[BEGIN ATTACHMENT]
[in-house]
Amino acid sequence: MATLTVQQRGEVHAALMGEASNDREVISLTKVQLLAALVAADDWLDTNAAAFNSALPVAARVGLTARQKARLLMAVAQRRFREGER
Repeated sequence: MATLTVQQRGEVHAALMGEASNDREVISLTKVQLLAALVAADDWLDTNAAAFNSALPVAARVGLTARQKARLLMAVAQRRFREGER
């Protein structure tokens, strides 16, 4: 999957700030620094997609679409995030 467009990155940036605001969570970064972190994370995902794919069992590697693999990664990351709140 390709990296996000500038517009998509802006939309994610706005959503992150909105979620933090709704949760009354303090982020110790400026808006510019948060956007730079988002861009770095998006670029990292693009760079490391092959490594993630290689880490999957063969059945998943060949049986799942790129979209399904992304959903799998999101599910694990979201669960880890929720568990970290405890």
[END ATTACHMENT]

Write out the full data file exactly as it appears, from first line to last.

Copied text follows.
[in-house]
Amino acid sequence: MATLTVQQRGEVHAALMGEASNDREVISLTKVQLLAALVAADDWLDTNAAAFNSALPVAARVGLTARQKARLLMAVAQRRFREGER
Repeated sequence: MATLTVQQRGEVHAALMGEASNDREVISLTKVQLLAALVAADDWLDTNAAAFNSALPVAARVGLTARQKARLLMAVAQRRFREGER
């Protein structure tokens, strides 16, 4: 999957700030620094997609679409995030 467009990155940036605001969570970064972190994370995902794919069992590697693999990664990351709140 390709990296996000500038517009998509802006939309994610706005959503992150909105979620933090709704949760009354303090982020110790400026808006510019948060956007730079988002861009770095998006670029990292693009760079490391092959490594993630290689880490999957063969059945998943060949049986799942790129979209399904992304959903799998999101599910694990979201669960880890929720568990970290405890």